Business Email Compromise Attempts: How Will it Happen?

As we already discussed this month, Compromised Email Attacks (BEC) are on the rise and everyone is at risk of being a victim. It would be nice if these attacks were uniform although the attacks and the attackers come in all shapes and sizes. To better protect yourself against these types of attacks it is vital to educate yourself on the different methods these attackers are using to strike.

One of the more common ways these attacks are happening is through phishing and more specifically, spear-phishing. Spear-phishing is when a potential victim receives an email from what appears to be a legitimate and trustworthy source. For example, an email could come through with a personal contact’s name although, if you were to click on the "contact" within the email you would find that the email address is not that of your contact. This is because you can attach any name you would like to an email address when you set it up. Since it looks like a personal contact, you are more likely to open this email and inside there could be a link to a bogus website that again looks legit but when clicked upon, downloads malware to the victim’s computer granting access to the network to the criminal.

Another common BEC attack is through email spoofing. Email spoofing is very similar to spear-phishing in that the email appears to be legit. The difference is that the email has been slightly altered to look like a reliable email although it may have one or more characters changed. For example, it might seem like although it actually is, (using a zero instead of "O"). Like spear-phishing, many times these emails have malware embedded in the body of the email. Other times, these emails request personal information regarding network or asset information knowing that most will not verify the email and immediately send the data on as the email appears to have authority.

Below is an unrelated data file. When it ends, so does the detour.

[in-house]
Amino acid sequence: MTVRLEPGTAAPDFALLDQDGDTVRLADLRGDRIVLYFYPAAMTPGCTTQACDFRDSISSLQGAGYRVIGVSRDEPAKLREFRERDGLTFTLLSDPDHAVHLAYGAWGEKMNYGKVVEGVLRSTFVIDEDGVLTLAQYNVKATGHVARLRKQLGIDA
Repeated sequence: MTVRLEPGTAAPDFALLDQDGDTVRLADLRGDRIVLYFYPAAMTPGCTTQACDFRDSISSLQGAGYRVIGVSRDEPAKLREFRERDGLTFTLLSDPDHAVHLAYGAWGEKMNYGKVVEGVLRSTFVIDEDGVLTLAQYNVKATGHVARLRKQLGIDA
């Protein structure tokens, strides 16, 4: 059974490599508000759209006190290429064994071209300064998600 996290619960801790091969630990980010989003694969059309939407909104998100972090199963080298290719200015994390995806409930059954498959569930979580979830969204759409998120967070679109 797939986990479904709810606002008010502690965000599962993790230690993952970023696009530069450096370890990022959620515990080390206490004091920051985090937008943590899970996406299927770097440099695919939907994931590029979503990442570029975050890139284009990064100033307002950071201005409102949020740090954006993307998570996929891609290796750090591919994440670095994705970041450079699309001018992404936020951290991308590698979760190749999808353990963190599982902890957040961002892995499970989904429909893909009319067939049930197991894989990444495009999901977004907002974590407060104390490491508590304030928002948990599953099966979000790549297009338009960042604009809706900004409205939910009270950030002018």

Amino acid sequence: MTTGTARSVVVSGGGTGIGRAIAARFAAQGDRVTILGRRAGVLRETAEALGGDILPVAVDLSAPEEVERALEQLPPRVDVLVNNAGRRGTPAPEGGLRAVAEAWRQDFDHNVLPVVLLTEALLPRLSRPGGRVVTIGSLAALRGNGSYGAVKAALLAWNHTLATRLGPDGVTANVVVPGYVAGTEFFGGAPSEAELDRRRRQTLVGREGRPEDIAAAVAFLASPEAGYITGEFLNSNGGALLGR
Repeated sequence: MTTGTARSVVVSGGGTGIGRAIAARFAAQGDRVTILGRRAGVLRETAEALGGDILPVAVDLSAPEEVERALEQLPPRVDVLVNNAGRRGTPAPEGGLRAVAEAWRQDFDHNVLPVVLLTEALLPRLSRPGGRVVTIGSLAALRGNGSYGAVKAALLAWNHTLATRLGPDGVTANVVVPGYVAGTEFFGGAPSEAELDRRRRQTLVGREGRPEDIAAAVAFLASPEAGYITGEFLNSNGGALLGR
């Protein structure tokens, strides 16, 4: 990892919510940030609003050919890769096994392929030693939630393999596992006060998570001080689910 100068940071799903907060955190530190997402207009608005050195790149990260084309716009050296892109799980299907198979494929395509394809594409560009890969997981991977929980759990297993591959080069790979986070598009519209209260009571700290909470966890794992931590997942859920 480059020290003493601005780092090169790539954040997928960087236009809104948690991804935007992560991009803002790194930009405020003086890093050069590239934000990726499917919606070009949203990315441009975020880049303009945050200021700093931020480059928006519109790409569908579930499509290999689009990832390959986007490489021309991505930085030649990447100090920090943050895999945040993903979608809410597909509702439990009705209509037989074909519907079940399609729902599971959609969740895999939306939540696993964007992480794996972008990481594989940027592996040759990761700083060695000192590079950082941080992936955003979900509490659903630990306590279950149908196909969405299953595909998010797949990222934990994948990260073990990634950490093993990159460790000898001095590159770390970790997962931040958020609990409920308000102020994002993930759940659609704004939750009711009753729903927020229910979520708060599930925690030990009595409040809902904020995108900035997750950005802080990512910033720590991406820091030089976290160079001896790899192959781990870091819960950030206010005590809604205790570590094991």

Social Engineering is a broad umbrella of attack types although pretexting and quid pro quo are two of the most common attacks under this umbrella. Pretexting is when a criminal uses an intriguing platform to draw in and capture its victim’s attention. One of the more common platforms the criminals may use is a monetary enticement. For example, the email may state that you are the beneficiary to a family member’s will. Once the victim is hooked by the “story,” the criminal tries to trick his victim into providing personal data.

Quid pro quo is precisely as it sounds. The criminal requests information from its victim in return for something. For example, one that I personally have received repeatedly is a call from “Microsoft” saying my license is out of date and that “Microsoft” needs my password to update my device. The attempt is to get you to grant them access to your computer, and once they are in, they are able to install malware and monitor all systems to devise a plan of attack. These attacks can come through the phone or over email and just remember, Microsoft will never call or email to request your password!

We are all potential targets for BEC. These are the ultimate tricksters who know how to con most anyone out of information so always be suspicious of anything that may seem a bit out of the ordinary. If in question, never click on an email and immediately contact your Pendello Solutions team of experts. Let us investigate the suspicion instead of you risking your entire network and risking your company having financial devastation.